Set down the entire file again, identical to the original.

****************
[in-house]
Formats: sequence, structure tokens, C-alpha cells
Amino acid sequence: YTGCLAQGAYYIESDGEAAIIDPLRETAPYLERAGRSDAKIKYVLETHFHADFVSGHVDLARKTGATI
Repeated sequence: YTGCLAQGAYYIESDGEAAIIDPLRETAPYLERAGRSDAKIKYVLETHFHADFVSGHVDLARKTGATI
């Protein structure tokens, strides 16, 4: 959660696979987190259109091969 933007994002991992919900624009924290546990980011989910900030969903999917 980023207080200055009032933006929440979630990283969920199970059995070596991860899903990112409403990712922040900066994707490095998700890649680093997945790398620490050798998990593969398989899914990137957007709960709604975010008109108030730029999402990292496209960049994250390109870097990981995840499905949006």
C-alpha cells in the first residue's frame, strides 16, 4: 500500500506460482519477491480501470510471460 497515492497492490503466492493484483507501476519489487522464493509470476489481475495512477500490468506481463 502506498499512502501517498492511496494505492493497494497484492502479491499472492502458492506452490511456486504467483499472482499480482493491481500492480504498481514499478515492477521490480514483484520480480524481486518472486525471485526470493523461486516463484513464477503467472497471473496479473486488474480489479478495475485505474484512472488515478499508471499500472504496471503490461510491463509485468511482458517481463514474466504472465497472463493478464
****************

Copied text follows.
[in-house]
Formats: sequence, structure tokens, C-alpha cells
Amino acid sequence: YTGCLAQGAYYIESDGEAAIIDPLRETAPYLERAGRSDAKIKYVLETHFHADFVSGHVDLARKTGATI
Repeated sequence: YTGCLAQGAYYIESDGEAAIIDPLRETAPYLERAGRSDAKIKYVLETHFHADFVSGHVDLARKTGATI
């Protein structure tokens, strides 16, 4: 959660696979987190259109091969 933007994002991992919900624009924290546990980011989910900030969903999917 980023207080200055009032933006929440979630990283969920199970059995070596991860899903990112409403990712922040900066994707490095998700890649680093997945790398620490050798998990593969398989899914990137957007709960709604975010008109108030730029999402990292496209960049994250390109870097990981995840499905949006």
C-alpha cells in the first residue's frame, strides 16, 4: 500500500506460482519477491480501470510471460 497515492497492490503466492493484483507501476519489487522464493509470476489481475495512477500490468506481463 502506498499512502501517498492511496494505492493497494497484492502479491499472492502458492506452490511456486504467483499472482499480482493491481500492480504498481514499478515492477521490480514483484520480480524481486518472486525471485526470493523461486516463484513464477503467472497471473496479473486488474480489479478495475485505474484512472488515478499508471499500472504496471503490461510491463509485468511482458517481463514474466504472465497472463493478464